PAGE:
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bug#23113: parallel gzip processes trash hard disks, need larger buffers

From: Jim Meyering
Subject: bug#23113: parallel gzip processes trash hard disks, need larger buffers
Date: Sat, 26 Mar 2016 21:17:11 -0700

On Fri, Mar 25, 2016 at 9:57 AM, Chevreux, Bastien
<address@hidden> wrote:
> Hi there,
> I am using gzip 1.6 to compress large files >10 GiB in parallel (Kubuntu 
> 14.04, 12 cores). The underlying disk system (RAID 10) is able to deliver 
> read speeds >1 GB/s (measured with flushed file caches, iostat -mx 1 100).
> Here are some numbers when running gzip in parallel:
> 1 gzip process: the CPU is the bottleneck in compressing things and 
> utilisation is 100%.
> 2 gzips in parallel: the disk throughput drops to a meagre 70MB/s and the CPU 
> utilisation per process is at ~60%.
> 6 gzips in parallel: the disk throughput fluctuates between 50 and 60 MB/s 
> and the CPU utilisation per process is at ~18-20%.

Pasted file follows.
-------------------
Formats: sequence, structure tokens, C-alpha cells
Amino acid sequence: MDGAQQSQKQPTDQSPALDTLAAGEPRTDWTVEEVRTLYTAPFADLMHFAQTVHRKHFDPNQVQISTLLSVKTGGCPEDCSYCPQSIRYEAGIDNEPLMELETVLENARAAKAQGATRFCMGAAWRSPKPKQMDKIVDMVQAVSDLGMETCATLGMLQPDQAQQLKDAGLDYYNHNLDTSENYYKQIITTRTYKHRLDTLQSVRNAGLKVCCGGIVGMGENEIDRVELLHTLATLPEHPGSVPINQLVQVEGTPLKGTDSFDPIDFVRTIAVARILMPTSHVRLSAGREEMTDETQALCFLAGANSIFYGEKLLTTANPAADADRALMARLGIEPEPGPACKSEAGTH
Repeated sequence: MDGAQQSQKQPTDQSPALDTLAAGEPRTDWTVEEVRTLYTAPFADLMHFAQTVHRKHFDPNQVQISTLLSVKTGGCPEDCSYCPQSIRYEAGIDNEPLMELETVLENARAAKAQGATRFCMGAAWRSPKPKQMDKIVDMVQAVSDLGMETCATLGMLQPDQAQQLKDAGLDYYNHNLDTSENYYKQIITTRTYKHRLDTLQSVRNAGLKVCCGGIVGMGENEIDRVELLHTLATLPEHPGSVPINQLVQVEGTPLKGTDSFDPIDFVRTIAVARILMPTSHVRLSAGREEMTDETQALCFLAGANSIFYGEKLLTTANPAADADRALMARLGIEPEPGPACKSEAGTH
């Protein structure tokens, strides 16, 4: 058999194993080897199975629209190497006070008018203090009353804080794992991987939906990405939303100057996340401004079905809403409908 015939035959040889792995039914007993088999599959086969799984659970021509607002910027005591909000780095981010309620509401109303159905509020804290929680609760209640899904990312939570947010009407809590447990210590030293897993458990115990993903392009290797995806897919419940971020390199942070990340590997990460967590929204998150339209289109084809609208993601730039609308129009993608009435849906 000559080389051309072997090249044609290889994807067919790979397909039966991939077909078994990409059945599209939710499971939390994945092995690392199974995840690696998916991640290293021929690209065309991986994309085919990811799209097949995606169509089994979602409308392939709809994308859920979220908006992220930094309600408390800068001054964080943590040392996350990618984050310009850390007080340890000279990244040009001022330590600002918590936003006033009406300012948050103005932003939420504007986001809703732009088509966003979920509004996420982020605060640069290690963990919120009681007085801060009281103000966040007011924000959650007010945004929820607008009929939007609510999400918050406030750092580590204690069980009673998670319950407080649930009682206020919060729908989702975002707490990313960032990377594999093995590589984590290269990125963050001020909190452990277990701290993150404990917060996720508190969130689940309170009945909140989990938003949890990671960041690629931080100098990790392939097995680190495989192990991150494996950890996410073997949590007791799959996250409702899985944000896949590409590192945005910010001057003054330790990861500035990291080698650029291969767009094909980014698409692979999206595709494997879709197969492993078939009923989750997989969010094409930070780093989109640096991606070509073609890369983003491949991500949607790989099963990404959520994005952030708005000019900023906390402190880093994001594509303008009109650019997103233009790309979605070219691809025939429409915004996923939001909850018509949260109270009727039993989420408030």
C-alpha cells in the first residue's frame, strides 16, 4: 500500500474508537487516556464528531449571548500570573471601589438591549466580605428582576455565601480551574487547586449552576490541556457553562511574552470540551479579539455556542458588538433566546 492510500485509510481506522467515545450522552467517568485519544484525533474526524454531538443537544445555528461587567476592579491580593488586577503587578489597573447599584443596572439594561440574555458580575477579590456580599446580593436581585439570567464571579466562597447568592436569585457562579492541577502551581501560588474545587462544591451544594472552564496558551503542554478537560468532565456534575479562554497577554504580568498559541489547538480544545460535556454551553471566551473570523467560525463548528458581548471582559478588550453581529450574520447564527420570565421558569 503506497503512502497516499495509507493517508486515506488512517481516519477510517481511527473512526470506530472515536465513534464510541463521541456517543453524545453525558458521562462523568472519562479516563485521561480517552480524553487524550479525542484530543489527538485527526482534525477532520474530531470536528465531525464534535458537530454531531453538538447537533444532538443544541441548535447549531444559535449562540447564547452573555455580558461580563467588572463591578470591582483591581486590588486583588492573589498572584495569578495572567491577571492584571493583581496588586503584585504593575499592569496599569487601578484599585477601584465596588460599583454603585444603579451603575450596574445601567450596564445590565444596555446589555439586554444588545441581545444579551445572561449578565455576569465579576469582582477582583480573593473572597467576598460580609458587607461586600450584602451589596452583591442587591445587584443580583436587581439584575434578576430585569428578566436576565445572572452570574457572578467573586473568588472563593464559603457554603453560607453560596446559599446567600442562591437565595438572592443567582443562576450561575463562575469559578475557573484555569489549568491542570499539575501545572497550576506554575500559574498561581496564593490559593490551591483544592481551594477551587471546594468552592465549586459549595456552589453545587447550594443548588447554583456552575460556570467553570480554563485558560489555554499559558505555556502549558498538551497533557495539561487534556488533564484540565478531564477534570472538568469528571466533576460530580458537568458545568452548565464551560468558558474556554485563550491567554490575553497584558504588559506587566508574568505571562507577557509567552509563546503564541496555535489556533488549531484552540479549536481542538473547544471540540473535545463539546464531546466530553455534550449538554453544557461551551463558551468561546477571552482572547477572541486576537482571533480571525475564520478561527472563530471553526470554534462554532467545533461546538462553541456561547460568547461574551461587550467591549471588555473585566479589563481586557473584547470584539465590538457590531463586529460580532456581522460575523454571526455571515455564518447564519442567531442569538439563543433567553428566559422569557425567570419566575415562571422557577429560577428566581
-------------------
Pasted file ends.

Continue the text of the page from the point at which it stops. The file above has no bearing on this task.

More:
> Running 6 gzips in parallel on the same data residing on a SSD: 100% CPU 
> utilisation per process
> Googling a bit I found this thread on SuperUser where someone saw the same 
> behaviour already with a single disk doing normally 125 MB/s and running 4 
> gzips drops it to 25 MB/s:
> http://superuser.com/questions/599329/why-is-gzip-slow-despite-cpu-and-hard-drive-performance-not-being-maxed-out
> The posts there propose a workaround like this:
>   buffer -s 100000 -m 10000000 -p 100 < bigfile.dat | gzip > bigfile.dat.gz
> And indeed, using "buffer" resolves trashing problems when working on a disk 
> system. However, using "buffer" is pretty arcane (it isn't even installed per 
> default on most Unix/Linux installations) and pretty counterintuitive.
> Would it be possible to have bigger buffers by default (1 MB? 10 MB?) or have 
> an automatism in gzip like "if file to compress >10 MB and free RAM >500MB, 
> setup the file buffer to use 1 (10?) MB" ?
> Alternatively, a command line option to manually set the buffer size?

Thanks for the report and suggestions.
However, I suggest that you consider using xz in place of gzip.
Not only can it compress better, it also works faster for comparable
compression ratios.

That said, if you find that setting gzip.h's INBUFSIZ or OUTBUFSIZ to
larger values makes a significant difference, we'd like to hear about
the results and how you measured.

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